What The Designated Driver Campain Can Teach Us About Spreading Good Ideas

The idea of the designated driver has been around since the 1920s. However, the popularization of the idea didn’t happen in the US until 1988. Here’s how they took a socially good idea and made it socially embraced.

First, you should know it didn’t happen by accident or because people said, “Hey, that makes sense!” The Harvard Alcohol Project took the idea and joined forces with Hollywood to normalize the role a designated driver would take on a night out. Using a mix of public service announcements and planting the role in TV shows like Cheers, LA Law, and The Cosby Show, America went from hearing about it to seeing it everywhere.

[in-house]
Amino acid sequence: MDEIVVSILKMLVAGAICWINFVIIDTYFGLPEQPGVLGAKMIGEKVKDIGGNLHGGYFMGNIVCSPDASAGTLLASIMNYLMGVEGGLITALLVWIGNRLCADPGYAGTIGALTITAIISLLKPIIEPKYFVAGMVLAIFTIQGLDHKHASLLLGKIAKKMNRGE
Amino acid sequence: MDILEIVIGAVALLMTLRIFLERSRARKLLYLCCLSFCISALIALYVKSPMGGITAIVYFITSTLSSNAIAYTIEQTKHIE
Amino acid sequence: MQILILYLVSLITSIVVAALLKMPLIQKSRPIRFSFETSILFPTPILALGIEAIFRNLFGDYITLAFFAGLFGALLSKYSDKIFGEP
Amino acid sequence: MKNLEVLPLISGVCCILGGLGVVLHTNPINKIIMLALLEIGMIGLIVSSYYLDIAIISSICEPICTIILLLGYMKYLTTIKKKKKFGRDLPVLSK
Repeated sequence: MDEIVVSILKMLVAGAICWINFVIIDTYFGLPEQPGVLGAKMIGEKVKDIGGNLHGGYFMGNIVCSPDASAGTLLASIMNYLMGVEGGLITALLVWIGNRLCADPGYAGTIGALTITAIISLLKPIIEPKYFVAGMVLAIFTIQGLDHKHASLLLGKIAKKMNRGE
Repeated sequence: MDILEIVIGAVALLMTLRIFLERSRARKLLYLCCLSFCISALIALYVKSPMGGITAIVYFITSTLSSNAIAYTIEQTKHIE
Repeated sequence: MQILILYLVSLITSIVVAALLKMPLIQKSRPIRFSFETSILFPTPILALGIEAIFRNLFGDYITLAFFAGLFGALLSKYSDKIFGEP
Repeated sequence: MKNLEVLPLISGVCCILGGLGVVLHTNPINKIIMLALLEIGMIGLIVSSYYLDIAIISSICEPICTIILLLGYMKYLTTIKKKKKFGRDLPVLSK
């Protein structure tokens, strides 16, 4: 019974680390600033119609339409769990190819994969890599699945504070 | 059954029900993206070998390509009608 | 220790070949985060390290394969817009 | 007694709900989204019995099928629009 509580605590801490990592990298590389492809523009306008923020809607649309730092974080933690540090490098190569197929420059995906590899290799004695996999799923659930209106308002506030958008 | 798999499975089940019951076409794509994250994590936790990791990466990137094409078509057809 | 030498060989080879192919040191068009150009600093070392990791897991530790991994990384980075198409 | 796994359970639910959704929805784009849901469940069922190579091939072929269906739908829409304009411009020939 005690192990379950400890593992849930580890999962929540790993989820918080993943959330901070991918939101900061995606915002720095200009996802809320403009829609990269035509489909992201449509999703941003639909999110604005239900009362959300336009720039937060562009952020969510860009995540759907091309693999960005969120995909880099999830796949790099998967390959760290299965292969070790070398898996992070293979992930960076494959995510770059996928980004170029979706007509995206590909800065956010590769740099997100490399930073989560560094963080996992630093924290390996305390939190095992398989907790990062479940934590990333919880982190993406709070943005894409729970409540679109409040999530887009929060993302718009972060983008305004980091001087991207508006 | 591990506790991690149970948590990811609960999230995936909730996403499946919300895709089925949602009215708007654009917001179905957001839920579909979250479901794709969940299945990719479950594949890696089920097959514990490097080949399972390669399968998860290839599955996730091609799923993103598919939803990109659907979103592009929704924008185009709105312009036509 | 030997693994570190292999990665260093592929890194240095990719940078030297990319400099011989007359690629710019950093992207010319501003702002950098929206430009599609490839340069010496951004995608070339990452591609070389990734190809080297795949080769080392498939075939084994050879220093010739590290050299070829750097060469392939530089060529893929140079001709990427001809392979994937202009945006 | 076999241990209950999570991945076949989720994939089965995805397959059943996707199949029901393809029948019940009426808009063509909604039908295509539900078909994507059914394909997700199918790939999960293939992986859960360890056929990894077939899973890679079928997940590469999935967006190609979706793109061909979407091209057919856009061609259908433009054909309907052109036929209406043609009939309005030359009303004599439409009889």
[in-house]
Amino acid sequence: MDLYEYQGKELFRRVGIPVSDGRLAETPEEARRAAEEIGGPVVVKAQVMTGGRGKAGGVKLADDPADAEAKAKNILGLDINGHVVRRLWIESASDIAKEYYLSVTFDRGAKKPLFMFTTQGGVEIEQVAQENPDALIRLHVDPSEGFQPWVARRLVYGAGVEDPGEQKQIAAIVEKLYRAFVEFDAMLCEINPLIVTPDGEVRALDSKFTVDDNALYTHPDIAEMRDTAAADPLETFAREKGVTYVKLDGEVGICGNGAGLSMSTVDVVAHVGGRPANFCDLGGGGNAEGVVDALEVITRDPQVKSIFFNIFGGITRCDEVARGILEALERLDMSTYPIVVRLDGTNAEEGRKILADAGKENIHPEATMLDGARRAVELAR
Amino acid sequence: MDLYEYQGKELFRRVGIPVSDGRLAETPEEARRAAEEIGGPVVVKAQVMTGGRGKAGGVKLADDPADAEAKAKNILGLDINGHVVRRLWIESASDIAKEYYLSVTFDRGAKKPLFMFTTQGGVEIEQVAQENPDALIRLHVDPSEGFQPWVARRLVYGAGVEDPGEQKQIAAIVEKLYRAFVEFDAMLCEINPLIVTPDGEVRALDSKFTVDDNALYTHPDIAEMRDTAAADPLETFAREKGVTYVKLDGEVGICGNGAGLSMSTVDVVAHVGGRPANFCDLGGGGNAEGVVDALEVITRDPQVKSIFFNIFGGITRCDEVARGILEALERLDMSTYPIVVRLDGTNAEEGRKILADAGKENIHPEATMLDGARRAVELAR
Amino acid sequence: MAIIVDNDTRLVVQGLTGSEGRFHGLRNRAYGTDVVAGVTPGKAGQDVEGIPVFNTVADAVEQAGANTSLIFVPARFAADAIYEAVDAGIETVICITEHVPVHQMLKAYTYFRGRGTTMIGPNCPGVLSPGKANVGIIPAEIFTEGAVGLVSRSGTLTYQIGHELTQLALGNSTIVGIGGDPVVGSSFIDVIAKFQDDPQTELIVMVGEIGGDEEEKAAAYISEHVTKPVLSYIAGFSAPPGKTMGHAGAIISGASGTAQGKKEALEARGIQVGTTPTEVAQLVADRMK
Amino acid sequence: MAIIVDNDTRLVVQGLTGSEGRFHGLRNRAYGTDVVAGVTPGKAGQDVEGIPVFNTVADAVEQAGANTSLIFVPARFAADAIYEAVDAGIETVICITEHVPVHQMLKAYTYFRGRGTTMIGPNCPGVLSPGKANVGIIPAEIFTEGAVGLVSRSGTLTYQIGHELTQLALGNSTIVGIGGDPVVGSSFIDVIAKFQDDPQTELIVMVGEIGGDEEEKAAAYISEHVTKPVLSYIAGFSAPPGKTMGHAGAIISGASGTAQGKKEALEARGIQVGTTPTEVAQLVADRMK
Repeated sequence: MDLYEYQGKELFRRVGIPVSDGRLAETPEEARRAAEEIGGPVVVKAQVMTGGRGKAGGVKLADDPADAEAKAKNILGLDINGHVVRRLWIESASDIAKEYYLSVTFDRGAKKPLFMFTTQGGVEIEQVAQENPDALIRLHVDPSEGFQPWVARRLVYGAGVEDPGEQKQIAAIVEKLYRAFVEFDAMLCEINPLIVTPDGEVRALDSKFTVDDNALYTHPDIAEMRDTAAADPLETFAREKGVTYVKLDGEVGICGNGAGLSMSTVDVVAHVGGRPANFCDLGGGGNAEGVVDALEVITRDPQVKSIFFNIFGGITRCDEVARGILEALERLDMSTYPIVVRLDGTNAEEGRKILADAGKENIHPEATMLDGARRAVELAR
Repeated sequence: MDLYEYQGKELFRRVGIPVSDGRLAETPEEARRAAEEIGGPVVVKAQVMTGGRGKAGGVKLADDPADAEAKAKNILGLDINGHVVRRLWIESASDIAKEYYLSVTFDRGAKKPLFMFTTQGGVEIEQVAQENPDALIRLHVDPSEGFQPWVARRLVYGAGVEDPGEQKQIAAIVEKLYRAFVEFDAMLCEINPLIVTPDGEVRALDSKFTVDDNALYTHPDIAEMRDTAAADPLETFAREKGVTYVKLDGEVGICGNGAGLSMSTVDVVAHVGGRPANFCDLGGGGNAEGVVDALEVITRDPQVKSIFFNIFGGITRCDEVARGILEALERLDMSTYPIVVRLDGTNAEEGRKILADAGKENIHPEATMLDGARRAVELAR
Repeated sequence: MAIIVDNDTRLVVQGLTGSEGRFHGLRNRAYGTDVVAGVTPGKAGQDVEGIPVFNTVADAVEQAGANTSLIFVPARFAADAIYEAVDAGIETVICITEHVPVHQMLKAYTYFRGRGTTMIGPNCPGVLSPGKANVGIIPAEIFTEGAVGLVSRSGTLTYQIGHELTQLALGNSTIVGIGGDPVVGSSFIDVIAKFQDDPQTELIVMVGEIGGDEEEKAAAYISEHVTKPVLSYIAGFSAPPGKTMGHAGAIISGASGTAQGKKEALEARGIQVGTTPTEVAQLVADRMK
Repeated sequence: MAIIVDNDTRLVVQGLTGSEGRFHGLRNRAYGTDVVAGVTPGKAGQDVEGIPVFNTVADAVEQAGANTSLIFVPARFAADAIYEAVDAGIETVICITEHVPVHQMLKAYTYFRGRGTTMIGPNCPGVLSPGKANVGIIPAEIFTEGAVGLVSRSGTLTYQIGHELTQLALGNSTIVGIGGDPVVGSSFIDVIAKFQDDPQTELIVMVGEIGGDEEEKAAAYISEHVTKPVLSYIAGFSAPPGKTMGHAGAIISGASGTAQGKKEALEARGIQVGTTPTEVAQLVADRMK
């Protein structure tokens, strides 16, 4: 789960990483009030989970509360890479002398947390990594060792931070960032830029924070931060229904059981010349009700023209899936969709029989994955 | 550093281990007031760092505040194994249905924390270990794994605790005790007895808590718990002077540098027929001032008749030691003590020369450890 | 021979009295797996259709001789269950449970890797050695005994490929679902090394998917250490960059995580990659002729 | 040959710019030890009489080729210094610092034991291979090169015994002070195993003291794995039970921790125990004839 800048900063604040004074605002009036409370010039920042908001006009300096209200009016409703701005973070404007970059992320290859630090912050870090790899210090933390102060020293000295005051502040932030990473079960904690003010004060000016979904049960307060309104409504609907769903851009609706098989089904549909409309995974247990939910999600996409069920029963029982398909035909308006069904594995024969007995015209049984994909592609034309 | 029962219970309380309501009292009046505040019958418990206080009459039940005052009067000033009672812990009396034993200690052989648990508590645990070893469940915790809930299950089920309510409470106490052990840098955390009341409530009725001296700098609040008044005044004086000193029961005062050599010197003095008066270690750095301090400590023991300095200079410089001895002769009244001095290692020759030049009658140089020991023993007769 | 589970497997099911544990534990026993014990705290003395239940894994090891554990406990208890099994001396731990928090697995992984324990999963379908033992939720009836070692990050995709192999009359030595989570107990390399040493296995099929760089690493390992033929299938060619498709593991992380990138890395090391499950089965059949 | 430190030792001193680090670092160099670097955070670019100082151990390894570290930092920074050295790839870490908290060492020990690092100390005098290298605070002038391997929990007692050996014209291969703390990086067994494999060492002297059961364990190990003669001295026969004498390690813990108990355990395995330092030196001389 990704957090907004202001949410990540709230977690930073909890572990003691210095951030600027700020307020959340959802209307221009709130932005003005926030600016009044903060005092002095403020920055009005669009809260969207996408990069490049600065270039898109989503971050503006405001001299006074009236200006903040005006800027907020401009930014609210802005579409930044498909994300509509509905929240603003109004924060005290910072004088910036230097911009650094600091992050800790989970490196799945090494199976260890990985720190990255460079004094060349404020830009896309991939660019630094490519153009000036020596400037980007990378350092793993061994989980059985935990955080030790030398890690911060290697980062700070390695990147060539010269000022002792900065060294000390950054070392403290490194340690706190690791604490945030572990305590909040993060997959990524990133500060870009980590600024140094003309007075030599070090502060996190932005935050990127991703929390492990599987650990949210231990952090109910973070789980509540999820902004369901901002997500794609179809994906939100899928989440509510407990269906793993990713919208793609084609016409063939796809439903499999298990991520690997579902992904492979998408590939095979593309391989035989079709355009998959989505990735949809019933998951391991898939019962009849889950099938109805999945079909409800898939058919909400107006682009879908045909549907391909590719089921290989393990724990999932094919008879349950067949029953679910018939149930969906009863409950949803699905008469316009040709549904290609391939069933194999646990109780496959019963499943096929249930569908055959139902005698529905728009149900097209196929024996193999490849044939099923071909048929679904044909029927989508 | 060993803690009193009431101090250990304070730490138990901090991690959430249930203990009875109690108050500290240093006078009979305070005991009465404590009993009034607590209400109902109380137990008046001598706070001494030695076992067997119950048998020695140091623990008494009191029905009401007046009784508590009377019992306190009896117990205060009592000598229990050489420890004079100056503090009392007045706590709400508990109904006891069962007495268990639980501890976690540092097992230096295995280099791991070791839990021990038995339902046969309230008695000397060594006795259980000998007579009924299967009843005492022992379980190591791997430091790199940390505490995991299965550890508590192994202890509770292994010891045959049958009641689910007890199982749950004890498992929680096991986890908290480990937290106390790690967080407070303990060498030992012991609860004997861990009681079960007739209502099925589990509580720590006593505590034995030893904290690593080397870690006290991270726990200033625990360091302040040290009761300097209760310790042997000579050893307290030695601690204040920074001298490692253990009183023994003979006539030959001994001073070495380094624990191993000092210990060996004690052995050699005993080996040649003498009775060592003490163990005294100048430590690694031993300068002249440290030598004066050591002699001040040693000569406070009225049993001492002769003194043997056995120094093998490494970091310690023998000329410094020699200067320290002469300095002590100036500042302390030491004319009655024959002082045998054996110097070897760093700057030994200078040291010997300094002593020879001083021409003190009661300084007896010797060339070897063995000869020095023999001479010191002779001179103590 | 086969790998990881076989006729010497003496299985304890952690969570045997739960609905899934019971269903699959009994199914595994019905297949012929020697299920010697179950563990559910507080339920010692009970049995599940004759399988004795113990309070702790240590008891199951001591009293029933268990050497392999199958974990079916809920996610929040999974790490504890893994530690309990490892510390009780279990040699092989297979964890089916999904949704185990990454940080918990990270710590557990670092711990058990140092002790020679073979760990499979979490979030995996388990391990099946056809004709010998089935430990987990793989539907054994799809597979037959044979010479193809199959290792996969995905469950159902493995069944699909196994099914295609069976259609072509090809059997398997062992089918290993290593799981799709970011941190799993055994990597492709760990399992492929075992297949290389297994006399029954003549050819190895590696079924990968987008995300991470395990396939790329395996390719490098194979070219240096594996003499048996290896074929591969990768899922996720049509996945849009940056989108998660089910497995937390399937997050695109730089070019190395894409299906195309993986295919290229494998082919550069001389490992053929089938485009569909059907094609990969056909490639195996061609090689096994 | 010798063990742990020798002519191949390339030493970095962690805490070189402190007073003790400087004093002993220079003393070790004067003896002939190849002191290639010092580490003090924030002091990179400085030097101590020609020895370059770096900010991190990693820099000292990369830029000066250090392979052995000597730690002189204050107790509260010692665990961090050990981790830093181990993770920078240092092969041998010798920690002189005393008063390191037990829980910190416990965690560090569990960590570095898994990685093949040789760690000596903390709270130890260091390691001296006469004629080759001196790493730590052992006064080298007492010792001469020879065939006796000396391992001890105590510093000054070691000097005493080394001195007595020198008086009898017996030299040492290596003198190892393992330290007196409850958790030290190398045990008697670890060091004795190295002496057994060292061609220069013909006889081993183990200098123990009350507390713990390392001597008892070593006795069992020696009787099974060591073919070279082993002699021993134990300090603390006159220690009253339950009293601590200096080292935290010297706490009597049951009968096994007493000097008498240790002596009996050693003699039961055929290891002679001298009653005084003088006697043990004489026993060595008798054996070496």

If we want an idea to get adopted, it’s not enough to just tell people why it makes sense. We have to show them how it works. We have to make sure they feel it. And, when possible, we have to model the behavior (and social proof of the response of others to behavior) in whatever ways possible.

Without the Hollywood promotion of the idea, the designated driver program would likely not have been as successful in lowering drunk driving-related accidents and deaths.

We may not have access to television to show potential clients how to use or engage with our products and services, but we can remember the core idea that made the designated driver campaign a success. Having a clear name for what we’re doing, providing use-cases and examples, can help people understand how “people like us do things like this.”

Once it feels normal, the path of least resistance is open for advancement.

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